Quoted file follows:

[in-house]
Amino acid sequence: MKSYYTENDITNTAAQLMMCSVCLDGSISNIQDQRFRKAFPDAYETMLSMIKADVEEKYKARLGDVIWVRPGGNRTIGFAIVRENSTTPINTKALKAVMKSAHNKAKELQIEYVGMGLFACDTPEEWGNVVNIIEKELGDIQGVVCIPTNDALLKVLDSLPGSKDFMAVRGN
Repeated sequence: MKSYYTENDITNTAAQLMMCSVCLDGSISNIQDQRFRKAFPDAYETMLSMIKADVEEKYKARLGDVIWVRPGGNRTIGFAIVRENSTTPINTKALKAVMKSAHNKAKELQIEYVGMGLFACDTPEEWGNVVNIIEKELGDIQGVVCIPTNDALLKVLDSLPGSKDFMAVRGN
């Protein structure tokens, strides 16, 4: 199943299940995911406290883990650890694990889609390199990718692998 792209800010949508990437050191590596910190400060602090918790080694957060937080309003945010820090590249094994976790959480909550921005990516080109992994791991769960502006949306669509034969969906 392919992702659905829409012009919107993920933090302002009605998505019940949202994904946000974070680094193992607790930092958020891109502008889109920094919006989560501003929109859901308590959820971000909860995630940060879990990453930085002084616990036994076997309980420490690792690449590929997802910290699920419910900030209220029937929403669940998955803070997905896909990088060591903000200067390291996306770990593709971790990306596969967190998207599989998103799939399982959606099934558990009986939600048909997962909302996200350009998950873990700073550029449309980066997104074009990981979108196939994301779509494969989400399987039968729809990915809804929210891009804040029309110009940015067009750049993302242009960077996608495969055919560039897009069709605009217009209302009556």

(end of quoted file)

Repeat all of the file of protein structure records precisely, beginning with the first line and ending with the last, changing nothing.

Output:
[in-house]
Amino acid sequence: MKSYYTENDITNTAAQLMMCSVCLDGSISNIQDQRFRKAFPDAYETMLSMIKADVEEKYKARLGDVIWVRPGGNRTIGFAIVRENSTTPINTKALKAVMKSAHNKAKELQIEYVGMGLFACDTPEEWGNVVNIIEKELGDIQGVVCIPTNDALLKVLDSLPGSKDFMAVRGN
Repeated sequence: MKSYYTENDITNTAAQLMMCSVCLDGSISNIQDQRFRKAFPDAYETMLSMIKADVEEKYKARLGDVIWVRPGGNRTIGFAIVRENSTTPINTKALKAVMKSAHNKAKELQIEYVGMGLFACDTPEEWGNVVNIIEKELGDIQGVVCIPTNDALLKVLDSLPGSKDFMAVRGN
């Protein structure tokens, strides 16, 4: 199943299940995911406290883990650890694990889609390199990718692998 792209800010949508990437050191590596910190400060602090918790080694957060937080309003945010820090590249094994976790959480909550921005990516080109992994791991769960502006949306669509034969969906 392919992702659905829409012009919107993920933090302002009605998505019940949202994904946000974070680094193992607790930092958020891109502008889109920094919006989560501003929109859901308590959820971000909860995630940060879990990453930085002084616990036994076997309980420490690792690449590929997802910290699920419910900030209220029937929403669940998955803070997905896909990088060591903000200067390291996306770990593709971790990306596969967190998207599989998103799939399982959606099934558990009986939600048909997962909302996200350009998950873990700073550029449309980066997104074009990981979108196939994301779509494969989400399987039968729809990915809804929210891009804040029309110009940015067009750049993302242009960077996608495969055919560039897009069709605009217009209302009556």